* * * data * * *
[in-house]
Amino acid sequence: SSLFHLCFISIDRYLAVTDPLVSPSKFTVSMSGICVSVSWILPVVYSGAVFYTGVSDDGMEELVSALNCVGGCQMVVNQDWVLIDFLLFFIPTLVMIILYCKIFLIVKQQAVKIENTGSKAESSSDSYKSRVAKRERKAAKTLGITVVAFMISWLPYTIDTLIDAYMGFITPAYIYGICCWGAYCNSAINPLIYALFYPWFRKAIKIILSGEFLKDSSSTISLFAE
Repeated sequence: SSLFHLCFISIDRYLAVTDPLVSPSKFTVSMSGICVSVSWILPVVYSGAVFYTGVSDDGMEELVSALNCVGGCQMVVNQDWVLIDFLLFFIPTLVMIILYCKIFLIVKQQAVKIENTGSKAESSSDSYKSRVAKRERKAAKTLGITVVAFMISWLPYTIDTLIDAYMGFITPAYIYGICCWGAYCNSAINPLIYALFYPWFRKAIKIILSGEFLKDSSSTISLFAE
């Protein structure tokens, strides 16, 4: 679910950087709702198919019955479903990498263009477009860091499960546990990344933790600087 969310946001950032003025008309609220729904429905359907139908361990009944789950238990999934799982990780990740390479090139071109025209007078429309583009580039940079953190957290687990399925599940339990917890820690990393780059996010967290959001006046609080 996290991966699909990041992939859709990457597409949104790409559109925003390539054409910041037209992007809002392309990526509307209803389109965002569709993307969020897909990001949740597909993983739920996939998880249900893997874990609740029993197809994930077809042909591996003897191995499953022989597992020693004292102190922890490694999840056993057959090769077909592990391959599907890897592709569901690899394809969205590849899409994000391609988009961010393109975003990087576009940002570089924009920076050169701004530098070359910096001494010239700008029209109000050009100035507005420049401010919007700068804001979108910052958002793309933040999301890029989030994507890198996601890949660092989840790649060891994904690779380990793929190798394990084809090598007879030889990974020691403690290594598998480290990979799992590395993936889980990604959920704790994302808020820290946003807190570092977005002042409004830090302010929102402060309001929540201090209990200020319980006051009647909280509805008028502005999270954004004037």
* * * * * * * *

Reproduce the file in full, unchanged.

[in-house]
Amino acid sequence: SSLFHLCFISIDRYLAVTDPLVSPSKFTVSMSGICVSVSWILPVVYSGAVFYTGVSDDGMEELVSALNCVGGCQMVVNQDWVLIDFLLFFIPTLVMIILYCKIFLIVKQQAVKIENTGSKAESSSDSYKSRVAKRERKAAKTLGITVVAFMISWLPYTIDTLIDAYMGFITPAYIYGICCWGAYCNSAINPLIYALFYPWFRKAIKIILSGEFLKDSSSTISLFAE
Repeated sequence: SSLFHLCFISIDRYLAVTDPLVSPSKFTVSMSGICVSVSWILPVVYSGAVFYTGVSDDGMEELVSALNCVGGCQMVVNQDWVLIDFLLFFIPTLVMIILYCKIFLIVKQQAVKIENTGSKAESSSDSYKSRVAKRERKAAKTLGITVVAFMISWLPYTIDTLIDAYMGFITPAYIYGICCWGAYCNSAINPLIYALFYPWFRKAIKIILSGEFLKDSSSTISLFAE
């Protein structure tokens, strides 16, 4: 679910950087709702198919019955479903990498263009477009860091499960546990990344933790600087 969310946001950032003025008309609220729904429905359907139908361990009944789950238990999934799982990780990740390479090139071109025209007078429309583009580039940079953190957290687990399925599940339990917890820690990393780059996010967290959001006046609080 996290991966699909990041992939859709990457597409949104790409559109925003390539054409910041037209992007809002392309990526509307209803389109965002569709993307969020897909990001949740597909993983739920996939998880249900893997874990609740029993197809994930077809042909591996003897191995499953022989597992020693004292102190922890490694999840056993057959090769077909592990391959599907890897592709569901690899394809969205590849899409994000391609988009961010393109975003990087576009940002570089924009920076050169701004530098070359910096001494010239700008029209109000050009100035507005420049401010919007700068804001979108910052958002793309933040999301890029989030994507890198996601890949660092989840790649060891994904690779380990793929190798394990084809090598007879030889990974020691403690290594598998480290990979799992590395993936889980990604959920704790994302808020820290946003807190570092977005002042409004830090302010929102402060309001929540201090209990200020319980006051009647909280509805008028502005999270954004004037």